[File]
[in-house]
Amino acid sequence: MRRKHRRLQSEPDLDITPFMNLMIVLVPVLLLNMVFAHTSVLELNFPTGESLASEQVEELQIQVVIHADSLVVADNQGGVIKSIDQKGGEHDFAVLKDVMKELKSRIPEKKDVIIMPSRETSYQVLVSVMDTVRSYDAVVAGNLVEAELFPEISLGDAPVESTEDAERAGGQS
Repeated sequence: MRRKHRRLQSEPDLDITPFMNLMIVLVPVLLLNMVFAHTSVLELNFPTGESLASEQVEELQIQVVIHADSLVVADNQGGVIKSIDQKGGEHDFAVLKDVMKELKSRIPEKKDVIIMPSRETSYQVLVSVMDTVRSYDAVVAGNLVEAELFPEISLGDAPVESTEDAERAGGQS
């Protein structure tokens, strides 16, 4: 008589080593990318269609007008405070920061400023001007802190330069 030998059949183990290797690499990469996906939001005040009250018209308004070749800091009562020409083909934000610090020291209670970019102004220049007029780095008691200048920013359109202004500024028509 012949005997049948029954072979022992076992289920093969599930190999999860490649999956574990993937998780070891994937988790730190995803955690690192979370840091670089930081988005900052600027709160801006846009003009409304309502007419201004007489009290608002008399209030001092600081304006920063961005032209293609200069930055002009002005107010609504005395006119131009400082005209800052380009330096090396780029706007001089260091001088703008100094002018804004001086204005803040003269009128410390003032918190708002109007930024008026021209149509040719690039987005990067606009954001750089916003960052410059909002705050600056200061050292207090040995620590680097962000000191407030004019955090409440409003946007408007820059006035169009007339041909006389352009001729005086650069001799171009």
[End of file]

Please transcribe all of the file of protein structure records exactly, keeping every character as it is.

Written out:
[in-house]
Amino acid sequence: MRRKHRRLQSEPDLDITPFMNLMIVLVPVLLLNMVFAHTSVLELNFPTGESLASEQVEELQIQVVIHADSLVVADNQGGVIKSIDQKGGEHDFAVLKDVMKELKSRIPEKKDVIIMPSRETSYQVLVSVMDTVRSYDAVVAGNLVEAELFPEISLGDAPVESTEDAERAGGQS
Repeated sequence: MRRKHRRLQSEPDLDITPFMNLMIVLVPVLLLNMVFAHTSVLELNFPTGESLASEQVEELQIQVVIHADSLVVADNQGGVIKSIDQKGGEHDFAVLKDVMKELKSRIPEKKDVIIMPSRETSYQVLVSVMDTVRSYDAVVAGNLVEAELFPEISLGDAPVESTEDAERAGGQS
């Protein structure tokens, strides 16, 4: 008589080593990318269609007008405070920061400023001007802190330069 030998059949183990290797690499990469996906939001005040009250018209308004070749800091009562020409083909934000610090020291209670970019102004220049007029780095008691200048920013359109202004500024028509 012949005997049948029954072979022992076992289920093969599930190999999860490649999956574990993937998780070891994937988790730190995803955690690192979370840091670089930081988005900052600027709160801006846009003009409304309502007419201004007489009290608002008399209030001092600081304006920063961005032209293609200069930055002009002005107010609504005395006119131009400082005209800052380009330096090396780029706007001089260091001088703008100094002018804004001086204005803040003269009128410390003032918190708002109007930024008026021209149509040719690039987005990067606009954001750089916003960052410059909002705050600056200061050292207090040995620590680097962000000191407030004019955090409440409003946007408007820059006035169009007339041909006389352009001729005086650069001799171009």